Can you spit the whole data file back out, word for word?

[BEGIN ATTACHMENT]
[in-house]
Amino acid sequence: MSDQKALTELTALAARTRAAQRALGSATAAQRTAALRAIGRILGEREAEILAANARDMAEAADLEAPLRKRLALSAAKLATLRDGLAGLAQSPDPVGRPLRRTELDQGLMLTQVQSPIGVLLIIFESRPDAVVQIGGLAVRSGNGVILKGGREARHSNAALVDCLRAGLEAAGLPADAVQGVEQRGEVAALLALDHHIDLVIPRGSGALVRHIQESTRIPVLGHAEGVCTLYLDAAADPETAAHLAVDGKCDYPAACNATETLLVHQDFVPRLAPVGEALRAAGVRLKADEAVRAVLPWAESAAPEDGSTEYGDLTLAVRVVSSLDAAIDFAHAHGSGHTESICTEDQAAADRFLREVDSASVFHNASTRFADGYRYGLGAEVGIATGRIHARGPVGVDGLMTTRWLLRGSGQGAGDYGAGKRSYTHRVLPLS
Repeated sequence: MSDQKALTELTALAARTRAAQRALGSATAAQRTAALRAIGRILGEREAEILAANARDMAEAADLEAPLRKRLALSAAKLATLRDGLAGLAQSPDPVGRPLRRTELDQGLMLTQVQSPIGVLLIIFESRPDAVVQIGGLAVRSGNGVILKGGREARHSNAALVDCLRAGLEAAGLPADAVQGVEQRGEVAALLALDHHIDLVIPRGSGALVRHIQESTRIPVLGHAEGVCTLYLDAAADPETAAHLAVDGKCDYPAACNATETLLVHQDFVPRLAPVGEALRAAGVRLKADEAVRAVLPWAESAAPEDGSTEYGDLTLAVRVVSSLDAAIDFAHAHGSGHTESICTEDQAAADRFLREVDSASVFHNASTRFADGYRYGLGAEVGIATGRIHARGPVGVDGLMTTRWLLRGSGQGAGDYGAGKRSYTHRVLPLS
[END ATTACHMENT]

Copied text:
[in-house]
Amino acid sequence: MSDQKALTELTALAARTRAAQRALGSATAAQRTAALRAIGRILGEREAEILAANARDMAEAADLEAPLRKRLALSAAKLATLRDGLAGLAQSPDPVGRPLRRTELDQGLMLTQVQSPIGVLLIIFESRPDAVVQIGGLAVRSGNGVILKGGREARHSNAALVDCLRAGLEAAGLPADAVQGVEQRGEVAALLALDHHIDLVIPRGSGALVRHIQESTRIPVLGHAEGVCTLYLDAAADPETAAHLAVDGKCDYPAACNATETLLVHQDFVPRLAPVGEALRAAGVRLKADEAVRAVLPWAESAAPEDGSTEYGDLTLAVRVVSSLDAAIDFAHAHGSGHTESICTEDQAAADRFLREVDSASVFHNASTRFADGYRYGLGAEVGIATGRIHARGPVGVDGLMTTRWLLRGSGQGAGDYGAGKRSYTHRVLPLS
Repeated sequence: MSDQKALTELTALAARTRAAQRALGSATAAQRTAALRAIGRILGEREAEILAANARDMAEAADLEAPLRKRLALSAAKLATLRDGLAGLAQSPDPVGRPLRRTELDQGLMLTQVQSPIGVLLIIFESRPDAVVQIGGLAVRSGNGVILKGGREARHSNAALVDCLRAGLEAAGLPADAVQGVEQRGEVAALLALDHHIDLVIPRGSGALVRHIQESTRIPVLGHAEGVCTLYLDAAADPETAAHLAVDGKCDYPAACNATETLLVHQDFVPRLAPVGEALRAAGVRLKADEAVRAVLPWAESAAPEDGSTEYGDLTLAVRVVSSLDAAIDFAHAHGSGHTESICTEDQAAADRFLREVDSASVFHNASTRFADGYRYGLGAEVGIATGRIHARGPVGVDGLMTTRWLLRGSGQGAGDYGAGKRSYTHRVLPLS